The Nigerian Stock Exchange opened the year strongly, peaking at 45,321.82 basis points in the earlier part. But it is currently one of the worst performing stock exchanges in Africa.
Year to date, the NSE All Share Index is down 17.2%, second only to the BVRM (the regional exchange common to all eight (8) countries of the West African Economic and Monetary Union).
Why has the market tanked
2017’s performance boiled down to largely foreign investors picking up stocks that were trading cheaper in dollar terms, a trend which continued till the first quarter of this year.
A combination of external and internal factors have, however, pushed the market to the red territory.
On the external part, normalisation of interest rates has led to foreign investors moving funds out of the market. An emerging market dip also led to a flight to safety by foreign investors from frontier markets like Nigeria.
Internally, approaching elections in the country, have led to foreign investors pulling out of the market. Foreign investors prefer to stay on the sidelines, then re-enter when elections are concluded.
The MTN tussle with the Central Bank of Nigeria (CBN) also spooked foreign investors since it pertained to certificate of capital importation. Though the government and CBN have allayed concerns, stating that no other company will be investigated, both parties are yet to reach a settlement.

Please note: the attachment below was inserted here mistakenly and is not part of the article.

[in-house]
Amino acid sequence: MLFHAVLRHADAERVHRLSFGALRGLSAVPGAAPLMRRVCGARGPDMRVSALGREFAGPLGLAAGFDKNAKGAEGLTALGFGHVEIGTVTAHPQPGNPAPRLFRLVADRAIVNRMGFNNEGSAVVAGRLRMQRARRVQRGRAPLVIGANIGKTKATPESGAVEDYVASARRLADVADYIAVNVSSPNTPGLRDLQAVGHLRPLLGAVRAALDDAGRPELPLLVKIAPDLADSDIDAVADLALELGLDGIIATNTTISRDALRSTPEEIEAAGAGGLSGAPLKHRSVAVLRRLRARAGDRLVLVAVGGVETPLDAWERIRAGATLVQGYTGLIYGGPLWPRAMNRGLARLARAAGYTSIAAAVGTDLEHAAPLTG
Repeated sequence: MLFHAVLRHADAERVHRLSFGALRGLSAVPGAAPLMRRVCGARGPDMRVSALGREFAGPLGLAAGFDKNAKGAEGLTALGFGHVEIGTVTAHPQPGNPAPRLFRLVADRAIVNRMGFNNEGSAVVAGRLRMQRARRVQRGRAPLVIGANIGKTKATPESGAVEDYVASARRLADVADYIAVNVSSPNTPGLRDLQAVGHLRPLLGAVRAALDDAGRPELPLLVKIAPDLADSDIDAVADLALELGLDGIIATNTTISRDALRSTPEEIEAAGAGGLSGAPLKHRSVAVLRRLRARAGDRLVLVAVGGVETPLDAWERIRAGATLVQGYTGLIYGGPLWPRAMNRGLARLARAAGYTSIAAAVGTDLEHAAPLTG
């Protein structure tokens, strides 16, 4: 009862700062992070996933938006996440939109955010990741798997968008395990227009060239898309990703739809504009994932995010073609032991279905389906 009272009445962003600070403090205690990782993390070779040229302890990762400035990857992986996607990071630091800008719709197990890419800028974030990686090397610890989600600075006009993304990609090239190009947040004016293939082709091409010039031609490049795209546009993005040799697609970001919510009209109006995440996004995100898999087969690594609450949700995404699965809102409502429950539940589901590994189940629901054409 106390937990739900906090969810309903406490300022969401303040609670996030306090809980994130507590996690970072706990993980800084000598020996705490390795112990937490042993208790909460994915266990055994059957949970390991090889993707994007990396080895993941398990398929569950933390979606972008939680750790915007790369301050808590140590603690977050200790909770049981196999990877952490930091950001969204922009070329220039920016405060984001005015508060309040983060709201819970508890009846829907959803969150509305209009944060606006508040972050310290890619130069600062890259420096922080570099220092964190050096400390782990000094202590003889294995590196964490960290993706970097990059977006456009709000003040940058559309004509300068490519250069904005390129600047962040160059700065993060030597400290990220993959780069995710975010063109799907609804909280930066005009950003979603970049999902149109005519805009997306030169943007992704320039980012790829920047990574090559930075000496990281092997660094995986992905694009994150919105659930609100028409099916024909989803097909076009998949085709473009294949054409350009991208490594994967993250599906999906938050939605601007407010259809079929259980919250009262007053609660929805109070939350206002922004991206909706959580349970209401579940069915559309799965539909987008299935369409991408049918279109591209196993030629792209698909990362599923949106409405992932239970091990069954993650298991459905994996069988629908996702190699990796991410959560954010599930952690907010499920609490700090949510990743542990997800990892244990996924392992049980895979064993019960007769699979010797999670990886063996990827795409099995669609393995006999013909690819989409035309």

Three stockbrokers spoke to Nairametrics on the condition of anonymity, revealing their strategies for surviving a bear market, as well as shedding more light on the commencement of short selling.
Short selling simply means borrowing a stock which one does not own, to pay back later in exchange for a fee. This is based on the premise that the stock will trade lower at the point it is being returned to the lender.
At the 2016 Review/2017 Outlook briefing by NSE CEO, Oscar Onyeama, he stated that short selling was open to retail investors. He also announced that the market making policy would be revised for greater effectiveness.
Short selling hitherto had been open to institutional investors only.
For one of the brokers, survival meant living on the gains made in the first half of the year
“Many houses made decent money during the first quarter of 2018, and are using the money to survive during this period.”
On short selling
“Short selling hasn’t really officially begun. But some houses are doing ‘trial runs’ on it. Basically trading in very small quantities.”
To another broker, the downturn is part of the normal boom and bust cycle seen in financial markets.
“Market cycles are a normal thing. Any experienced person watching the market would have known that it would correct later in the year.”
“Market movements are in three phases: first is the boom stage, the second stage is when the market is still settling and the third when the market is completely down. When the market is still settling in the second stage, we do a bit of proprietary trading.”
On how his firm managing the downtime, he said
“During the market downturn at times like this, as stockbrokers, we focus our attention to institutional clients such as Pension Fund Administrators (PFAs) and high net worth clients. We also focus on ancillary services such as share verification.